Geography 970

February 22, 2010

Metropolis

Filed under: Uncategorized — Jing Gao @ 11:36 pm

Metropolis is very much self explanatory – an animation made out of printed static maps, a narrative history of the city of Charlotte, North Carolina. “Starting around 1755 on a Native American trading path, the viewer is presented with the building of the first house in Charlotte. From there we see the town develop through the historic dismissal of the English, to the prosperity made by the discovery of gold and the subsequent roots of the building of the multitude of churches that the city is famous for. Now the landscape turns white with cotton, and the modern city is ‘born’, with a more detailed re-creation of the economic boom and surprising architectural transformation that has occurred in the past 20 years.  …  Ultimately the video continues the city development into an imagined hubristic future, of more and more skyscrapers and sports arenas and into a bleak environmental future. It is an extreme representation of the already serious water shortages that face many expanding American cities today; but this is less a warning, as much as a statement of our paper thin significance no matter how many monuments of steel, glass and concrete we build.”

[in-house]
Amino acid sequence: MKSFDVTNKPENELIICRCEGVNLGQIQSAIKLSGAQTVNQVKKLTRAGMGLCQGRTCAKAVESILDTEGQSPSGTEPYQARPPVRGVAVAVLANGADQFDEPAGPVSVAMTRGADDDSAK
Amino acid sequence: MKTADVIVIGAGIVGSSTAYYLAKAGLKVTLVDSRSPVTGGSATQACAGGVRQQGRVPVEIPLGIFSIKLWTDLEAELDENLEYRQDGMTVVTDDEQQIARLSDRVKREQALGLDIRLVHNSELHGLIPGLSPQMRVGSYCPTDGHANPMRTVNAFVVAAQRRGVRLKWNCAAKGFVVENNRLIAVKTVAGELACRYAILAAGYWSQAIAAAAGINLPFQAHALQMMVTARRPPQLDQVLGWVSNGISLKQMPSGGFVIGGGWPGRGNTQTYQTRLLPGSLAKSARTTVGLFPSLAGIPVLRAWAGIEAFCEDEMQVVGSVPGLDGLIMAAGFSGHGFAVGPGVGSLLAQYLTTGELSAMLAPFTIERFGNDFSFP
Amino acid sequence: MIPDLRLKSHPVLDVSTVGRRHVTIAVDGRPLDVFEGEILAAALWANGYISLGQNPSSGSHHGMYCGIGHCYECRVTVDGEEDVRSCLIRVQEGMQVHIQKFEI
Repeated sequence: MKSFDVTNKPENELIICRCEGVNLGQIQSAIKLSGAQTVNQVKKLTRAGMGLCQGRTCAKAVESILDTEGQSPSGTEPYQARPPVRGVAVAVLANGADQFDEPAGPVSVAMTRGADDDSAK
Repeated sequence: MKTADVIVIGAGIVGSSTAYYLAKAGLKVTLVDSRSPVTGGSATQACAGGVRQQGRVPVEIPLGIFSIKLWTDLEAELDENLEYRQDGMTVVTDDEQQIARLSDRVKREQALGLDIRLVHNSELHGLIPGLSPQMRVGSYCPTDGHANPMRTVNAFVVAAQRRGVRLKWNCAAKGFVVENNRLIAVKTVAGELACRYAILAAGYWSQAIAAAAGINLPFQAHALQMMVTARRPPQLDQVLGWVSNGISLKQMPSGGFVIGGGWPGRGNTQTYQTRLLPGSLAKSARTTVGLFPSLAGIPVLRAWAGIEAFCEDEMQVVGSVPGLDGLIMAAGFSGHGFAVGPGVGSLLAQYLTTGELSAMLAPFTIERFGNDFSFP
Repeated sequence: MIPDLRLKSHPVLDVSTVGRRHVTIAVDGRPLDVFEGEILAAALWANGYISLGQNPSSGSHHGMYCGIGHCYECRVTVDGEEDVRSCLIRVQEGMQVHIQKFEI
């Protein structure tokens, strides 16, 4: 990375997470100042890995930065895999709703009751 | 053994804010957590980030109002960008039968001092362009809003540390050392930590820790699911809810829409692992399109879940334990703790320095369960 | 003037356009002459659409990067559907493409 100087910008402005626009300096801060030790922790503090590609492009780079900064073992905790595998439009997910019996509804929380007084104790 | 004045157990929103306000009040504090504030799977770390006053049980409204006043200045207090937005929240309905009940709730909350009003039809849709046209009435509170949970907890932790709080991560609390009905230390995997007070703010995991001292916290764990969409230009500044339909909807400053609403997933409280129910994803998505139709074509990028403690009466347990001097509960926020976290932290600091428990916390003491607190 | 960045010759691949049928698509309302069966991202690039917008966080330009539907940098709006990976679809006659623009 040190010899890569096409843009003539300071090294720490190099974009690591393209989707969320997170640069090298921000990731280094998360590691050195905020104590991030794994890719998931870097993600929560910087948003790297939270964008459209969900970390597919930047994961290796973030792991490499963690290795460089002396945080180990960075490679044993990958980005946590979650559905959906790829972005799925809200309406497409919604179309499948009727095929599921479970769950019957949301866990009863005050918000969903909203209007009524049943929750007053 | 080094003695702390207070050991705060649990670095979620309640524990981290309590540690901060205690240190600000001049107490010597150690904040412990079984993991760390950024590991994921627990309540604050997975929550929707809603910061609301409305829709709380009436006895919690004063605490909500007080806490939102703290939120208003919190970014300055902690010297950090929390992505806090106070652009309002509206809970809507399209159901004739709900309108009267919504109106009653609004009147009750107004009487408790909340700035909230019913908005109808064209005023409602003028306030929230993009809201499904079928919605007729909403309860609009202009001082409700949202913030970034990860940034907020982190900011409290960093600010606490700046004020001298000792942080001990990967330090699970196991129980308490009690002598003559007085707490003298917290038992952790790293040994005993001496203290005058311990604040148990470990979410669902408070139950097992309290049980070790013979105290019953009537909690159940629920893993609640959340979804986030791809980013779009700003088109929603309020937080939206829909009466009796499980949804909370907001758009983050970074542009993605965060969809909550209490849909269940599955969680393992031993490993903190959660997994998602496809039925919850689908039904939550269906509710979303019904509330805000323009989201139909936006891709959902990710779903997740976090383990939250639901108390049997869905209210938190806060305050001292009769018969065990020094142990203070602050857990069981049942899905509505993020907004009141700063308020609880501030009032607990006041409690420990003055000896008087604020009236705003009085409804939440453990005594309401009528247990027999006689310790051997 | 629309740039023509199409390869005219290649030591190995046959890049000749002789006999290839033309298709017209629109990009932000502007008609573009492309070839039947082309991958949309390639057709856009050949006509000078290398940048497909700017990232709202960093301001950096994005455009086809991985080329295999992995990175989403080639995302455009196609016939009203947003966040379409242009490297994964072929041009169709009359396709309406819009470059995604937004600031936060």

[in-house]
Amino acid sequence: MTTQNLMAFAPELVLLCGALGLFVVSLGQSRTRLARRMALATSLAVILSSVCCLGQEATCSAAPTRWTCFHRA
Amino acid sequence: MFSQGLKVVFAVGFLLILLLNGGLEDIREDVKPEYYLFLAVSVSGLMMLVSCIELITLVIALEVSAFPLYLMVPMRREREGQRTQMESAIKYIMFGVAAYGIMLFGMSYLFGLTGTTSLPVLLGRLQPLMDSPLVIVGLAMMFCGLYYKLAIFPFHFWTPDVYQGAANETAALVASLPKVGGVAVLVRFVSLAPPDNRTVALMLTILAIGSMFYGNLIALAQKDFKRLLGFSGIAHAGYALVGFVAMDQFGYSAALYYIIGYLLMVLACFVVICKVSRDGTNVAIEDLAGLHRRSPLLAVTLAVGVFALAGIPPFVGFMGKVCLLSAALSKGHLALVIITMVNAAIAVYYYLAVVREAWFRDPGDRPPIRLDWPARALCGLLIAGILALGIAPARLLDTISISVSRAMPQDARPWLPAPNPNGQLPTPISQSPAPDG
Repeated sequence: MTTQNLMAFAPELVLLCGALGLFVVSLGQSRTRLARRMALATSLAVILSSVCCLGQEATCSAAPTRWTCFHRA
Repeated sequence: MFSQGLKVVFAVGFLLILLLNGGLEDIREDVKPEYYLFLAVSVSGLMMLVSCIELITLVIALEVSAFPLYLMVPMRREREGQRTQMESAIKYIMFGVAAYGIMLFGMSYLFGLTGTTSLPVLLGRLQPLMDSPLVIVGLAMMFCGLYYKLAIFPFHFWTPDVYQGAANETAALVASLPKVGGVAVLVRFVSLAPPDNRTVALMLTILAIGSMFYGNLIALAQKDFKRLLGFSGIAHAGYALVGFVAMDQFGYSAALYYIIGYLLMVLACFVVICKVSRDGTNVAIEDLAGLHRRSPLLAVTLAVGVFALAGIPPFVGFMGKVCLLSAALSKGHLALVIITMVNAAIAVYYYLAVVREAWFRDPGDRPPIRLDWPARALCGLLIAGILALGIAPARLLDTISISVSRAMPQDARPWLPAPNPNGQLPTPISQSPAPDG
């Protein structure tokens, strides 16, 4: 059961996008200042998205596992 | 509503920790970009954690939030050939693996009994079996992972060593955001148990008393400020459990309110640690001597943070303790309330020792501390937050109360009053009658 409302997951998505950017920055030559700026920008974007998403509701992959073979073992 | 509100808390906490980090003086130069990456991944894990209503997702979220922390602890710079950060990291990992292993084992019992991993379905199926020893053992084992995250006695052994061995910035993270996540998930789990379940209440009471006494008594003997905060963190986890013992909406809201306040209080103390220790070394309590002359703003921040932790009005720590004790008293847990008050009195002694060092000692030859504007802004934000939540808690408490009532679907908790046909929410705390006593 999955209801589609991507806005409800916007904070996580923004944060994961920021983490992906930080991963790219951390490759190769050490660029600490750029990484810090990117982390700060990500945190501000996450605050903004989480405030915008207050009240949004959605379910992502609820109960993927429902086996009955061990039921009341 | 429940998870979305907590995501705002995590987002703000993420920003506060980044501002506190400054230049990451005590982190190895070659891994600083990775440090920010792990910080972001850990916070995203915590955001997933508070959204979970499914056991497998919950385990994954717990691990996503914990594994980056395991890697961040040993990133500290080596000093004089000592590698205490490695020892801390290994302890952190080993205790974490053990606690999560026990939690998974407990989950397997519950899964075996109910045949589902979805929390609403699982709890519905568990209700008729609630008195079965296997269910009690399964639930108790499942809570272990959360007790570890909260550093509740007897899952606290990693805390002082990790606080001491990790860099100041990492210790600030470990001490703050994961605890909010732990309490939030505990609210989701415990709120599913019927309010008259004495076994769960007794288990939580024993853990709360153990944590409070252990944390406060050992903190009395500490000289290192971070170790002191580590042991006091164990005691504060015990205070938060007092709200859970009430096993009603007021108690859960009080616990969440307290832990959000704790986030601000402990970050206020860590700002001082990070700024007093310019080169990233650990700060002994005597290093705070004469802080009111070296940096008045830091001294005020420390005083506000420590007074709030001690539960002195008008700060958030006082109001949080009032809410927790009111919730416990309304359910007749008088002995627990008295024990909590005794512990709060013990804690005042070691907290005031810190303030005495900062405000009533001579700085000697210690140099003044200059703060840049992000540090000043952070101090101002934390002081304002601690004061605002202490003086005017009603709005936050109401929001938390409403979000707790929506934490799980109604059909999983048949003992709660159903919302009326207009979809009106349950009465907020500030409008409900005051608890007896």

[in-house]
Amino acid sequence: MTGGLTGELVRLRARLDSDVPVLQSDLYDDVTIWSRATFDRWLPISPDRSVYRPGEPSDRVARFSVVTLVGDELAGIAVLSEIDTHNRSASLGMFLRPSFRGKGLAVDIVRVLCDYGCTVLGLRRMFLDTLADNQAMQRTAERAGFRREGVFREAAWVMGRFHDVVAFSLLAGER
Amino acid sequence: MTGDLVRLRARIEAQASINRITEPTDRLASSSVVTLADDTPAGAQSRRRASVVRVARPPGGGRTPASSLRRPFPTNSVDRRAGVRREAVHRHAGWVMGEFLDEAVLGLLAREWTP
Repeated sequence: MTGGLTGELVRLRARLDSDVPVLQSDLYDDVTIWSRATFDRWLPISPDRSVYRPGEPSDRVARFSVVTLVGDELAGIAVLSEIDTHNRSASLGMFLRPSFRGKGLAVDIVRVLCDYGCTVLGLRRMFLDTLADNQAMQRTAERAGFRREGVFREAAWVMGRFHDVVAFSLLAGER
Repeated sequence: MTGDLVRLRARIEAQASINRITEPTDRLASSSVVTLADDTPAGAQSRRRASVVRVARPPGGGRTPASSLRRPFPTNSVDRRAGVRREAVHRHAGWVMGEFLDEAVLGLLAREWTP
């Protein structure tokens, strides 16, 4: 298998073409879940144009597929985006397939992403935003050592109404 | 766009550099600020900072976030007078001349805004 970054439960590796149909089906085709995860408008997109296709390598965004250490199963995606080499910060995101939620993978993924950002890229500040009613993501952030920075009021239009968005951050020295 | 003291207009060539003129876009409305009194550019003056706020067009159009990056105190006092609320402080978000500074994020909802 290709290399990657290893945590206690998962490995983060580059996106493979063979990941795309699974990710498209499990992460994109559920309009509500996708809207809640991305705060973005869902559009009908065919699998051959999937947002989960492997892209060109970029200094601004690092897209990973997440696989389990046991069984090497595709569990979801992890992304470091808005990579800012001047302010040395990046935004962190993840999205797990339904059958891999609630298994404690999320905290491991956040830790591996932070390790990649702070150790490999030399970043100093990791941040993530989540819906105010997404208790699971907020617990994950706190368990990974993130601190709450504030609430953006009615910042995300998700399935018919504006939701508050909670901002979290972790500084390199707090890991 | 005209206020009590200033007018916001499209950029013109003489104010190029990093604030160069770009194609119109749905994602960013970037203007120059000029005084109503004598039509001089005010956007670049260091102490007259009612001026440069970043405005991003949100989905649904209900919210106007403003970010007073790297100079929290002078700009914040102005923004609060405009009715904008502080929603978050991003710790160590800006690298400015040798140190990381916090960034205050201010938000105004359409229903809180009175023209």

This also made me think about the usage/purpose of maps: the desire to navigate physically or mentally led to the birth of reference maps; to show a phenomena, to make a point, we designed thematic maps;  to tell a story that has a time line, we discovered animated maps; to provide an experience, to let the user explore on their own initiatives, we developed interactive maps.  What’s the next?

Advertisements

Leave a Comment »

No comments yet.

RSS feed for comments on this post. TrackBack URI

Leave a Reply

Fill in your details below or click an icon to log in:

WordPress.com Logo

You are commenting using your WordPress.com account. Log Out / Change )

Twitter picture

You are commenting using your Twitter account. Log Out / Change )

Facebook photo

You are commenting using your Facebook account. Log Out / Change )

Google+ photo

You are commenting using your Google+ account. Log Out / Change )

Connecting to %s

Blog at WordPress.com.

%d bloggers like this: